As new Gov. Ron DeSantis began reshaping the Florida Supreme Court last week, many Floridians may have missed that his first court appointee, Barbara Lagoa, is a member of the Federalist Society.
The brief reference was listed amid 144 pages of an application to become a justice on Florida’s high court, records show.
But what is the Federalist Society?
Though people may not know of it unless they’re lawyers, political gurus or policy experts, the Washington D.C.-based nonprofit organization has changed the judicial landscape nationwide with its conservative and libertarian principles and a cadre of members who have helped advance a broad conservative agenda.
Federalist Society member lawyers have been involved in numerous legal challenges that stem from the group’s views, according to attorneys Michael Avery and Danielle McLaughlin, who in 2013 published The Federalist Society: How Conservatives took the Law Back from Liberals.
The authors wrote that Federalist Society lawyers in government and in conservative public interest firms have moved to “challenge government regulation of the economy; roll back affirmative action; invalidate laws providing access to the courts by aggrieved workers, consumers, and environmentalists; expand state support for religious institutions and programs; oppose marriage equality; increase statutory impediments to women’s ability to obtain an abortion; defend state’s rights; increase presidential power; and otherwise advance a broad conservative agenda.”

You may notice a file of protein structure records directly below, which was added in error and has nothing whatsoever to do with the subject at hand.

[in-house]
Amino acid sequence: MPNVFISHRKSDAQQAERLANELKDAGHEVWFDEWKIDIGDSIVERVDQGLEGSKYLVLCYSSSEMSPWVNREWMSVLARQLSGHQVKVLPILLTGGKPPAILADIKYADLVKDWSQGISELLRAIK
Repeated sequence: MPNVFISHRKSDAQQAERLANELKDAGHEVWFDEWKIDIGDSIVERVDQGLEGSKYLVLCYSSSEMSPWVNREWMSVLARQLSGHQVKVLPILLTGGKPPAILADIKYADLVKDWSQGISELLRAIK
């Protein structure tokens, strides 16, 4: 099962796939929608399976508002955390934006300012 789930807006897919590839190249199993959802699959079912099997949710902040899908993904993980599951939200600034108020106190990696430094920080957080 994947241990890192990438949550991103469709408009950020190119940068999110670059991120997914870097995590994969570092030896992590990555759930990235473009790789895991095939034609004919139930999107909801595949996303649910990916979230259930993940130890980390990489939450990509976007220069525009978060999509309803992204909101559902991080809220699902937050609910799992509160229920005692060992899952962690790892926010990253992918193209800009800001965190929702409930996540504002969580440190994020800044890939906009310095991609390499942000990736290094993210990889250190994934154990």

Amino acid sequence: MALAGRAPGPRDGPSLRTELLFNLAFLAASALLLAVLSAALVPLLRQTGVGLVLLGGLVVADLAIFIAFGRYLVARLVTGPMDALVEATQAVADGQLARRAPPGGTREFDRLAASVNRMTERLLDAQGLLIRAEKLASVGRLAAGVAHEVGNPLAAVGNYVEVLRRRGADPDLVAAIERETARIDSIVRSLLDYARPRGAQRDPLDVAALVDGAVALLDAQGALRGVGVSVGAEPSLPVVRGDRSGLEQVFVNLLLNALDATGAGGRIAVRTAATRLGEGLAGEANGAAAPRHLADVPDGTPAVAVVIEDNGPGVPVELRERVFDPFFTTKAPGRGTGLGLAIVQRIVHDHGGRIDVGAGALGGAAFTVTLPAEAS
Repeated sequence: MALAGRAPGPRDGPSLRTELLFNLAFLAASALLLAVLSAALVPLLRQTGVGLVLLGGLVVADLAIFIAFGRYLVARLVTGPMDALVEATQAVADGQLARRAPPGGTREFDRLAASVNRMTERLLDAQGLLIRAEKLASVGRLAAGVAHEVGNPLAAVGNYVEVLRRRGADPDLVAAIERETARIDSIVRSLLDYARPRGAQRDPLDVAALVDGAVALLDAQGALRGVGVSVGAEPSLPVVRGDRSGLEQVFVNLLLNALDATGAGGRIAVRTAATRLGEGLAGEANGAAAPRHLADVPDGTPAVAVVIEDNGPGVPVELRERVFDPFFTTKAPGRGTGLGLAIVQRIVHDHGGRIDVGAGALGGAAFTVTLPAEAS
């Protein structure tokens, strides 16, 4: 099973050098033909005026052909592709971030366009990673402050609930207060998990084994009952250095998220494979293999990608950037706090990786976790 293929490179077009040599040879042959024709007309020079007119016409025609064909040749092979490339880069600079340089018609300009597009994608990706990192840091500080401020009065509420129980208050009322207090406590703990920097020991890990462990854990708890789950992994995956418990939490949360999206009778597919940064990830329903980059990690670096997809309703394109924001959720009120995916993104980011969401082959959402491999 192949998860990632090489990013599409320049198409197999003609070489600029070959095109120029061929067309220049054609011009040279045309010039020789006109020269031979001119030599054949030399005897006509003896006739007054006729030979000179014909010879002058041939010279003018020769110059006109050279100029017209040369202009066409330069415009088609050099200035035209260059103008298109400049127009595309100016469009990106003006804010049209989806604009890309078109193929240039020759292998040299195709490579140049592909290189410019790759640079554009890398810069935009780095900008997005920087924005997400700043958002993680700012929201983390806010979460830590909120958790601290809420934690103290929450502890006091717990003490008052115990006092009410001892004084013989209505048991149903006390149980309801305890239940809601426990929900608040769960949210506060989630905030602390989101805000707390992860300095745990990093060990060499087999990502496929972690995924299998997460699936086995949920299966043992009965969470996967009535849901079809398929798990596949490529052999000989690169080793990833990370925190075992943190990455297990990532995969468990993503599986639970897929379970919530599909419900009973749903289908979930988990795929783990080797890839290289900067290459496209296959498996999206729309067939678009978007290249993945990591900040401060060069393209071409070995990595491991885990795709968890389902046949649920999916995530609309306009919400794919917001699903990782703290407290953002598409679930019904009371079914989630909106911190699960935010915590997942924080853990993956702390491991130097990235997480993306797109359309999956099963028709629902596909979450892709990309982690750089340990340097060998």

Will all that happen in Florida? Time will tell, but DeSantis is already moving to bolster the conservative wing of the high court.
And lawyers and advocacy groups have already expressed concern about his first appointment to the Florida Supreme Court.
Florida Democratic Party chair Terrie Rizzo said, “While disappointing, it’s not surprising that Governor DeSantis has appointed Judge Lagoa, whose nomination is supported by far-right organizations that actively campaign against gay and women’s rights. We urge Judge (Barbara) Lagoa not to insert her personal opinions into Florida’s highest court. And as we have in the past, we again urge Ron DeSantis to expand his list of nominees to include more diverse candidates.”
At the same time, Republicans and conservative groups praised DeSantis last week when he picked Lagoa, a Cuban-American judge who is the first Hispanic woman in history to serve on the state’s high court. She had been an appellate judge at the Third District Court of Appeal prior to the appointment. Lagoa replaces Justice R. Fred Lewis, one of three liberal-leaning justices who retired from the Florida Supreme Court.
On Monday, DeSantis made a second pick for the Florida Supreme Court – Robert J. Luck, also of the Third District Court of Appeal.
In his Florida Supreme Court application, Luck did not list himself as a Federalist Society member, but he did include that he was a moderator for a February 2018 Federalist Society conference in Florida. DeSantis was listed as a speaker at that same event, as a then-Florida Congressman.
The Federalist Society posts a list of “contributors” that includes moderators or panelists such as DeSantis and Luck. It isn’t certain whether such contributors are formal members.